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Thomas Edison State University Foundation will offer tuition assistance to U.S. Coast Guard Members affected by federal government shutdown

U.S. Coast Guard students will be able to remain enrolled in Thomas Edison State University’s courses in spite of the suspension of the federal tuition assistance program. The Thomas Edison State University Foundation will defer their tuition until tuition assistance is available again.

“Thomas Edison State University has always stood by our military students and we stand with our Coast Guard students today in their time of need,” said Merodie Hancock, president of the university “These Coast Guard members are facing serious hardships through no fault of their own. We would like to give them peace of mind when it comes to their education.”

The U.S. Coast Guard sent notice last week that it would suspend all tuition assistance during the partial shutdown of the federal government. The tuition assistance program will be resumed once the U.S. Coast Guard receives a fiscal year 2019 appropriation. Sudents were informed that they could potentially have full financial responsibility for funding their courses if they start classes without an approved tuition assistance voucher.

Thomas Edison State University has 135 active-duty U.S. Coast Guard students. Twenty-seven are currently registered for the February term. Because of the partial government shutdown, more than 41,000 active-duty U.S. Coast Guard members are working without pay. Their next paycheck would have been expected on Jan. 15.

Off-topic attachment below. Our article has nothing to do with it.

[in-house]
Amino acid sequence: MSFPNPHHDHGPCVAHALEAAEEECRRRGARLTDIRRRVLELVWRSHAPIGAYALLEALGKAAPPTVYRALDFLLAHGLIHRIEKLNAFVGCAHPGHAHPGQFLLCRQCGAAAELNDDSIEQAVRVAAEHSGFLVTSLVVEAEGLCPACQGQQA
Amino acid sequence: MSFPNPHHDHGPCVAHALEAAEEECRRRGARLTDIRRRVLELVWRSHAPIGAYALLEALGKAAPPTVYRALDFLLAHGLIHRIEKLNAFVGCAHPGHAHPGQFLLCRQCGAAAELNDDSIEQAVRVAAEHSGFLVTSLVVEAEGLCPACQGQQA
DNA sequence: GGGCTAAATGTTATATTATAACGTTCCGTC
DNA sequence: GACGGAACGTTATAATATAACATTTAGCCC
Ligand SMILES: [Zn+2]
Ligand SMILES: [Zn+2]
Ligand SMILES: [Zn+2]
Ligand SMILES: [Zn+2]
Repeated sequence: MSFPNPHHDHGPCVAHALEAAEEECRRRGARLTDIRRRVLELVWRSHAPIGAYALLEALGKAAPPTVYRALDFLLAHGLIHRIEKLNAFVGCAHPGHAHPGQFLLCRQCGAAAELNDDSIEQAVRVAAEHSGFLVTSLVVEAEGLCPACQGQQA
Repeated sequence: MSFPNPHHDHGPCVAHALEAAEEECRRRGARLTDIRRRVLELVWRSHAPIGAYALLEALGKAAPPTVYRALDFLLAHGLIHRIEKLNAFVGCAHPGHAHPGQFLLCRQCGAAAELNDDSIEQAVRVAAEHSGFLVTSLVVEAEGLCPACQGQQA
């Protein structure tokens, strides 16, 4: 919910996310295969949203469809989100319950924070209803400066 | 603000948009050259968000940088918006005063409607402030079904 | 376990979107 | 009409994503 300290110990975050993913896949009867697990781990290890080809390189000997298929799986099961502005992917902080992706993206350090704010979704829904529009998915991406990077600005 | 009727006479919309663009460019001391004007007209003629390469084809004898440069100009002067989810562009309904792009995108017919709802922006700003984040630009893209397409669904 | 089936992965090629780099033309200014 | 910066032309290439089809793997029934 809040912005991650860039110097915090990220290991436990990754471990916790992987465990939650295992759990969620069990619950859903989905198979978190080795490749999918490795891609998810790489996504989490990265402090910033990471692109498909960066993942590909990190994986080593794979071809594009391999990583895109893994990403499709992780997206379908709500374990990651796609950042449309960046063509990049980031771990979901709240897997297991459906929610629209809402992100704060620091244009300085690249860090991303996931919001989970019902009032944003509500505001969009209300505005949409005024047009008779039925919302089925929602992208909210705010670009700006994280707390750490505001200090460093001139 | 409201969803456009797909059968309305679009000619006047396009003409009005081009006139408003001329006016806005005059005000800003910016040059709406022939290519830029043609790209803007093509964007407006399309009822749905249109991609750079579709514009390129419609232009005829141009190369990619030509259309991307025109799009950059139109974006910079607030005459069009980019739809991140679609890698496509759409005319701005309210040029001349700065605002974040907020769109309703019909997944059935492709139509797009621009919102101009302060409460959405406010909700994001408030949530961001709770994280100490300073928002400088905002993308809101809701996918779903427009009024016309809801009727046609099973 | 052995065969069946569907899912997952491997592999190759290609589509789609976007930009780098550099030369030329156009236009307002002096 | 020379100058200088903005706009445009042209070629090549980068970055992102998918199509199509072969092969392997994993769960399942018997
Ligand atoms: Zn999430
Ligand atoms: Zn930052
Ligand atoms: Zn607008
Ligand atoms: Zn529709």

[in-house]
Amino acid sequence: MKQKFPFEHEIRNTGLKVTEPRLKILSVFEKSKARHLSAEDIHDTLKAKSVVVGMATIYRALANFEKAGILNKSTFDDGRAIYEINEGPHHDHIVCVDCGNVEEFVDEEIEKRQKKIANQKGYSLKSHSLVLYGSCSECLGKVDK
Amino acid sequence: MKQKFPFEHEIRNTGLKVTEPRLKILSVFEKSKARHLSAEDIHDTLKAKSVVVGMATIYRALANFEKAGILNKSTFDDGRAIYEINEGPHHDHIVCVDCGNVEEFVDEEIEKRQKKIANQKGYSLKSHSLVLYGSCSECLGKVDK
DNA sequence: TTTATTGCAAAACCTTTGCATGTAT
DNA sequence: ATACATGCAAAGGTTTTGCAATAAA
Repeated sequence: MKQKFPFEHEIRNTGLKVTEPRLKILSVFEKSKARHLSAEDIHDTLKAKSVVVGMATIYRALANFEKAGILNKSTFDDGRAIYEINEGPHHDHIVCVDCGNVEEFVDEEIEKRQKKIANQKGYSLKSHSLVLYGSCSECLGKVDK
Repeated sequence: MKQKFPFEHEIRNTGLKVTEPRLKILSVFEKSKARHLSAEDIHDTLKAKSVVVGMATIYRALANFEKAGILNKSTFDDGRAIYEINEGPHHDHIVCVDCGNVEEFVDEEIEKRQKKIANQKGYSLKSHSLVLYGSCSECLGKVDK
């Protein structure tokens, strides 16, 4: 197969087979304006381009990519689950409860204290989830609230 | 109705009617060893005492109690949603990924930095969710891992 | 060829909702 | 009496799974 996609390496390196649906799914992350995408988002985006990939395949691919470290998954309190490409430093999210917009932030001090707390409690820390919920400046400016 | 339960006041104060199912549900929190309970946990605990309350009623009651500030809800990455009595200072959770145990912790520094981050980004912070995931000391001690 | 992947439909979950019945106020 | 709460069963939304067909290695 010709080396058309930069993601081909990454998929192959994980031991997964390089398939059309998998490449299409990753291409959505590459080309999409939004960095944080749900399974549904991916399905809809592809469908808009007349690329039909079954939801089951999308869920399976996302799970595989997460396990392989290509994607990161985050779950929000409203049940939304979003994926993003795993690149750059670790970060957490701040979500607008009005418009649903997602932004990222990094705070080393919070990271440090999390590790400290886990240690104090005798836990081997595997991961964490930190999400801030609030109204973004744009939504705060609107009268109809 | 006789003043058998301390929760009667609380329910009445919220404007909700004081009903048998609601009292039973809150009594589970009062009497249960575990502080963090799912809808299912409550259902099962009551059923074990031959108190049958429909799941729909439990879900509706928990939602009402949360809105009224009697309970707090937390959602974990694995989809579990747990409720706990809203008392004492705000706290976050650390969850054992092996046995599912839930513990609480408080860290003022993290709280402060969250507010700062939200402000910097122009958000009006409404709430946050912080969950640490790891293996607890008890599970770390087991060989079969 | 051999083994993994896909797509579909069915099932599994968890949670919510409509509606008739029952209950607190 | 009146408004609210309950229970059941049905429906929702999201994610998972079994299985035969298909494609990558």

“Coast Guard operations that protect life, property and national security must continue despite the lack of resources,” said Michael Toscani, chair of the Thomas Edison State University Foundation Board. “We are proud to do our part to support educational opportunities for our Coast Guard members.”

Of the five branches of the armed services, only members of the U.S. Coast Guard are affected by the partial shutdown because their education is funded through the Department of Homeland Security. Other military students are funded by the Department of Defense, which is not affected by the shutdown.

Written by
Krystal Knapp

Krystal has been a journalist in the Trenton area since 1999. A graduate of Smith College and Princeton Theological Seminary, she is from Detroit. She likes baseball, cats, jazz, ukulele, typewriters, chai, and good coffee. Follow her @planettrenton.

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Written by Krystal Knapp